The outcome and cost-effectiveness of nurse-led care in people with rheumatoid arthritis: a multicentre randomised controlled trial
- Mwidimi Ndosi1,
- Martyn Lewis2,
- Claire Hale1,3,
- Helen Quinn3,
- Sarah Ryan4,
- Paul Emery5,6,
- Howard Bird5,
- Jackie Hill1
- 1Academic and Clinical Unit for Musculoskeletal Nursing, Leeds Institute of Rheumatic and Musculoskeletal Medicine, University of Leeds, Leeds, UK
- 2Arthritis Research UK Primary Care Centre, Keele University, Staffordshire, UK
- 3School of Healthcare, University of Leeds, Leeds, UK
- 4Haywood Hospital, Stoke-on-Trent, UK
- 5Leeds Institute of Rheumatic and Musculoskeletal Medicine, University of Leeds, Leeds, UK
- 6NIHR Leeds Musculoskeletal Biomedical Research Unit, Leeds Teaching Hospitals NHS Trust, Leeds, UK
- Correspondence to Dr Mwidimi Ndosi, Academic and Clinical Unit for Musculoskeletal Nursing, Leeds Institute of Rheumatic and Musculoskeletal Medicine, 2nd Floor, Chapel Allerton Hospital, Leeds, UK;
- Received 5 February 2013
- Revised 1 June 2013
- Accepted 9 July 2013
- Published Online First 27 August 2013
Objective To determine the clinical effectiveness and cost-effectiveness of nurse-led care (NLC) for people with rheumatoid arthritis (RA).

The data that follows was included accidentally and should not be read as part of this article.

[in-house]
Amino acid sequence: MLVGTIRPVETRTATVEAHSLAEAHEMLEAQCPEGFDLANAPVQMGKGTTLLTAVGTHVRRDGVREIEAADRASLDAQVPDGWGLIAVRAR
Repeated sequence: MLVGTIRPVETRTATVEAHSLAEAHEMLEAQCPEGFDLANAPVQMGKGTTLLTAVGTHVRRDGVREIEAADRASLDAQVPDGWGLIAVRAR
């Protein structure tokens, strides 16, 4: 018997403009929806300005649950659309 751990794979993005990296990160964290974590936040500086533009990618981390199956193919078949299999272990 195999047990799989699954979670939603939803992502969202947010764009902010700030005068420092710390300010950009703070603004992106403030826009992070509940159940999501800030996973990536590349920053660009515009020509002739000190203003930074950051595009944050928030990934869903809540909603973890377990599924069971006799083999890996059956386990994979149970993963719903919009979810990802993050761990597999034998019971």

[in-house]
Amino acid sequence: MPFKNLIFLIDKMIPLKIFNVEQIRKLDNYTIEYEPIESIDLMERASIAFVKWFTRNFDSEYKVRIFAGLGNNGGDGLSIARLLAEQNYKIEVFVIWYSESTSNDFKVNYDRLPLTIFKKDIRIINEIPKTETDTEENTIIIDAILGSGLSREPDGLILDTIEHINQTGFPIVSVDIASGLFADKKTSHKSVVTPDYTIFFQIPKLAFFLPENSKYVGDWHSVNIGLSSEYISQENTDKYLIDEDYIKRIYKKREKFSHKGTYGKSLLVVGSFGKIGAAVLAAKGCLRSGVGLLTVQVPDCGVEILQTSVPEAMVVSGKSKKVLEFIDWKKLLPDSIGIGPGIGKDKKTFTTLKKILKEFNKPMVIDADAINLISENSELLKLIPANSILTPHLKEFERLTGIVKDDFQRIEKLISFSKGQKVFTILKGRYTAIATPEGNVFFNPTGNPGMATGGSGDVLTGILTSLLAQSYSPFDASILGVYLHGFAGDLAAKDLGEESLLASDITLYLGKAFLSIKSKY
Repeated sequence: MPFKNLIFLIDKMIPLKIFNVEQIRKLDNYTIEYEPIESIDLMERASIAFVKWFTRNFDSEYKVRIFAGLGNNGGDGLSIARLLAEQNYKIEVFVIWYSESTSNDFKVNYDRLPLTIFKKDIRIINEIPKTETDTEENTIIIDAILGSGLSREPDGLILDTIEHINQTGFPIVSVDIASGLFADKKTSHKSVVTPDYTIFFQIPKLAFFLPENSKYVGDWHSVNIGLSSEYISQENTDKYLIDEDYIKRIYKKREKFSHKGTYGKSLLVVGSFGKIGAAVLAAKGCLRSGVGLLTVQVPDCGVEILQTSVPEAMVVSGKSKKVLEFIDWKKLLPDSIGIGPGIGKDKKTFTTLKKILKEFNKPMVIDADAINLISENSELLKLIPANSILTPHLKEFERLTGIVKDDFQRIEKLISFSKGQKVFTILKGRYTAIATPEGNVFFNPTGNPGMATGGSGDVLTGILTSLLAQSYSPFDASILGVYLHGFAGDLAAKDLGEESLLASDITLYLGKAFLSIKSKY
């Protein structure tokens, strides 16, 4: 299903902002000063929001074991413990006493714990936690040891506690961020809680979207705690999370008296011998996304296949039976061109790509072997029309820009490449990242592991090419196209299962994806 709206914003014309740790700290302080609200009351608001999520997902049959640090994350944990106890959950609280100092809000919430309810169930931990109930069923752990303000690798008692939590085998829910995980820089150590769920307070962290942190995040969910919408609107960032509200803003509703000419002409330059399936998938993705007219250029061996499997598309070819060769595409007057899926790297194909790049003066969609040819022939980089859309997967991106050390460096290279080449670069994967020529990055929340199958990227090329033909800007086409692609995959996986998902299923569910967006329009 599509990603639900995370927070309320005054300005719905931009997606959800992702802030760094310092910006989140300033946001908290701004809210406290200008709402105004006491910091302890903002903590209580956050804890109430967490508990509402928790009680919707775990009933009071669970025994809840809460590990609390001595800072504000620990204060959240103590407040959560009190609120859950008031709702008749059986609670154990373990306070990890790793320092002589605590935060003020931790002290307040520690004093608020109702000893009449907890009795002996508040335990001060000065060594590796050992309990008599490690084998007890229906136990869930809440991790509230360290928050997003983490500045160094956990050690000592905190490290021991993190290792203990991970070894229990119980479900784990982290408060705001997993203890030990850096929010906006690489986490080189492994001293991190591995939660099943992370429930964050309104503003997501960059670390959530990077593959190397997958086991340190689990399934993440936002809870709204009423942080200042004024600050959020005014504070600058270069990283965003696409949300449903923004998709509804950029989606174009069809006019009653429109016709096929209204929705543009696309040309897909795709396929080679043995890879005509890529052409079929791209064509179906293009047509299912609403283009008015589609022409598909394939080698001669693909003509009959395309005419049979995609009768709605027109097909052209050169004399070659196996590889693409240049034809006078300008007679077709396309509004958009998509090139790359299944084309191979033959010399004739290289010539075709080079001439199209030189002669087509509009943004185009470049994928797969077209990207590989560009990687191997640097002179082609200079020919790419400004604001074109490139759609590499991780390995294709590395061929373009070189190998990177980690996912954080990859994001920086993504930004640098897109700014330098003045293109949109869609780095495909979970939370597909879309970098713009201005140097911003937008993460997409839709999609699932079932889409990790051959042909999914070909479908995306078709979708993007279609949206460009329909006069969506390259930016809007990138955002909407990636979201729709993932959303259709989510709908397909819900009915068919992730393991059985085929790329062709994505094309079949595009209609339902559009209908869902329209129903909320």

Methods In a multicentre pragmatic randomised controlled trial, the assessment of clinical effects followed a non-inferiority design, while patient satisfaction and cost assessments followed a superiority design. Participants were 181 adults with RA randomly assigned to either NLC or rheumatologist-led care (RLC), both arms carrying out their normal practice. The primary outcome was the disease activity score (DAS28) assessed at baseline, weeks 13, 26, 39 and 52; the non-inferiority margin being DAS28 change of 0.6. Mean differences between the groups were estimated controlling for covariates following per-protocol (PP) and intention-to-treat (ITT) strategies. The economic evaluation (NHS and healthcare perspectives) estimated cost relative to change in DAS28 and quality-adjusted life-years (QALY) derived from EQ5D.
Results Demographics and baseline characteristics of patients under NLC (n=91) were comparable to those under RLC (n=90). Overall baseline-adjusted difference in DAS28 mean change (95% CI) for RLC minus NLC was −0.31 (−0.63 to 0.02) for PP and -0.15 (−0.45 to 0.14) for ITT analyses. Mean difference in healthcare cost (RLC minus NLC) was £710 (−£352, £1773) and −£128 (−£1263, £1006) for PP and ITT analyses, respectively. NLC was more cost-effective with respect to cost and DAS28, but not in relation to QALY utility scores. In all secondary outcomes, significance was met for non-inferiority of NLC. NLC had higher ‘general satisfaction’ scores than RLC in week 26.
Conclusions The results provide robust evidence to support non-inferiority of NLC in the management of RA.
Trial registration ISRCTN29803766
- Economic Evaluations
- Health services research
- Multidisciplinary team-care
- Rheumatoid Arthritis
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